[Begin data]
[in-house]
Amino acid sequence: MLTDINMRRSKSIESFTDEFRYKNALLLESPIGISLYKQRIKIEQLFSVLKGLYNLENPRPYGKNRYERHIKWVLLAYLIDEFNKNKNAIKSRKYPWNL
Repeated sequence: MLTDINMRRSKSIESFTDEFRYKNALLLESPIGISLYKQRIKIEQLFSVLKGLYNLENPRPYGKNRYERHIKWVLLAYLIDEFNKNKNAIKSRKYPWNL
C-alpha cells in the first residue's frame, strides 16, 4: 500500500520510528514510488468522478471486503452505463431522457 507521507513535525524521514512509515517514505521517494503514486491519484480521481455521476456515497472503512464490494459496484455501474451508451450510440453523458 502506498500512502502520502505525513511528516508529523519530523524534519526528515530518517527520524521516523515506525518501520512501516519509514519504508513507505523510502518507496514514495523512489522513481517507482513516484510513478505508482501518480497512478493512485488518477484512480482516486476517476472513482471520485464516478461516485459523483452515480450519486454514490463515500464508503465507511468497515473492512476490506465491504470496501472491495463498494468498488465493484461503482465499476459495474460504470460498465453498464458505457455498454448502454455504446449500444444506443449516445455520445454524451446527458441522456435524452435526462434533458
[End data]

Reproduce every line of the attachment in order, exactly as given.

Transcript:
[in-house]
Amino acid sequence: MLTDINMRRSKSIESFTDEFRYKNALLLESPIGISLYKQRIKIEQLFSVLKGLYNLENPRPYGKNRYERHIKWVLLAYLIDEFNKNKNAIKSRKYPWNL
Repeated sequence: MLTDINMRRSKSIESFTDEFRYKNALLLESPIGISLYKQRIKIEQLFSVLKGLYNLENPRPYGKNRYERHIKWVLLAYLIDEFNKNKNAIKSRKYPWNL
C-alpha cells in the first residue's frame, strides 16, 4: 500500500520510528514510488468522478471486503452505463431522457 507521507513535525524521514512509515517514505521517494503514486491519484480521481455521476456515497472503512464490494459496484455501474451508451450510440453523458 502506498500512502502520502505525513511528516508529523519530523524534519526528515530518517527520524521516523515506525518501520512501516519509514519504508513507505523510502518507496514514495523512489522513481517507482513516484510513478505508482501518480497512478493512485488518477484512480482516486476517476472513482471520485464516478461516485459523483452515480450519486454514490463515500464508503465507511468497515473492512476490506465491504470496501472491495463498494468498488465493484461503482465499476459495474460504470460498465453498464458505457455498454448502454455504446449500444444506443449516445455520445454524451446527458441522456435524452435526462434533458